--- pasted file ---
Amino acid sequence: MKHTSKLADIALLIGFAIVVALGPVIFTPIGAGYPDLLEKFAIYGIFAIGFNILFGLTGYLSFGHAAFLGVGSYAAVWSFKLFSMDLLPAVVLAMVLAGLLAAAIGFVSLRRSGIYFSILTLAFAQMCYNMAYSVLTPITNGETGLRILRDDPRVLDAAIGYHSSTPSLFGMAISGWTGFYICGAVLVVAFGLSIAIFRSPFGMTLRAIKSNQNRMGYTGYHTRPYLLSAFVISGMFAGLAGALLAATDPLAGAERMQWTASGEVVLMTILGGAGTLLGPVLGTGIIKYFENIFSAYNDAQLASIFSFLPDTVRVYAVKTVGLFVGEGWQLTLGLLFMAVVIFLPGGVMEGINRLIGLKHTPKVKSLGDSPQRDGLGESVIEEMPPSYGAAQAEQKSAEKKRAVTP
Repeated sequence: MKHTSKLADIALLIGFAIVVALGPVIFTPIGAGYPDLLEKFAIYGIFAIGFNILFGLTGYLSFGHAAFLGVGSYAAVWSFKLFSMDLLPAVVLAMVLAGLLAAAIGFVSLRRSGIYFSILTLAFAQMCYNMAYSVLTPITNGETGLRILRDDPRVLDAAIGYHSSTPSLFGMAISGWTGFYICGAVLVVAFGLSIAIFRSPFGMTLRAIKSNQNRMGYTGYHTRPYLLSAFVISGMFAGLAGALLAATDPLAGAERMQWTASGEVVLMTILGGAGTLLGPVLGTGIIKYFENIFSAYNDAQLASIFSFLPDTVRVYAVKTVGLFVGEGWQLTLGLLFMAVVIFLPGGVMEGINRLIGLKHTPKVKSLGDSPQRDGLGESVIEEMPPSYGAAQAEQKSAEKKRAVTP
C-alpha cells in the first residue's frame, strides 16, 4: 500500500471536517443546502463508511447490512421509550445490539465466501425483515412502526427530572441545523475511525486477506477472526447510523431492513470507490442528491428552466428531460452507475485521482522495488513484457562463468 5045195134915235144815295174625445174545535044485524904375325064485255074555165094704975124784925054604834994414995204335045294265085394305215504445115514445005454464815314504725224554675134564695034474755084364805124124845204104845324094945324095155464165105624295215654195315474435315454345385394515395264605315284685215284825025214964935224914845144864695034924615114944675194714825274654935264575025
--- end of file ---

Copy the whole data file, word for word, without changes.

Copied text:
Amino acid sequence: MKHTSKLADIALLIGFAIVVALGPVIFTPIGAGYPDLLEKFAIYGIFAIGFNILFGLTGYLSFGHAAFLGVGSYAAVWSFKLFSMDLLPAVVLAMVLAGLLAAAIGFVSLRRSGIYFSILTLAFAQMCYNMAYSVLTPITNGETGLRILRDDPRVLDAAIGYHSSTPSLFGMAISGWTGFYICGAVLVVAFGLSIAIFRSPFGMTLRAIKSNQNRMGYTGYHTRPYLLSAFVISGMFAGLAGALLAATDPLAGAERMQWTASGEVVLMTILGGAGTLLGPVLGTGIIKYFENIFSAYNDAQLASIFSFLPDTVRVYAVKTVGLFVGEGWQLTLGLLFMAVVIFLPGGVMEGINRLIGLKHTPKVKSLGDSPQRDGLGESVIEEMPPSYGAAQAEQKSAEKKRAVTP
Repeated sequence: MKHTSKLADIALLIGFAIVVALGPVIFTPIGAGYPDLLEKFAIYGIFAIGFNILFGLTGYLSFGHAAFLGVGSYAAVWSFKLFSMDLLPAVVLAMVLAGLLAAAIGFVSLRRSGIYFSILTLAFAQMCYNMAYSVLTPITNGETGLRILRDDPRVLDAAIGYHSSTPSLFGMAISGWTGFYICGAVLVVAFGLSIAIFRSPFGMTLRAIKSNQNRMGYTGYHTRPYLLSAFVISGMFAGLAGALLAATDPLAGAERMQWTASGEVVLMTILGGAGTLLGPVLGTGIIKYFENIFSAYNDAQLASIFSFLPDTVRVYAVKTVGLFVGEGWQLTLGLLFMAVVIFLPGGVMEGINRLIGLKHTPKVKSLGDSPQRDGLGESVIEEMPPSYGAAQAEQKSAEKKRAVTP
C-alpha cells in the first residue's frame, strides 16, 4: 500500500471536517443546502463508511447490512421509550445490539465466501425483515412502526427530572441545523475511525486477506477472526447510523431492513470507490442528491428552466428531460452507475485521482522495488513484457562463468 5045195134915235144815295174625445174545535044485524904375325064485255074555165094704975124784925054604834994414995204335045294265085394305215504445115514445005454464815314504725224554675134564695034474755084364805124124845204104845324094945324095155464165105624295215654195315474435315454345385394515395264605315284685215284825025214964935224914845144864695034924615114944675194714825274654935264575025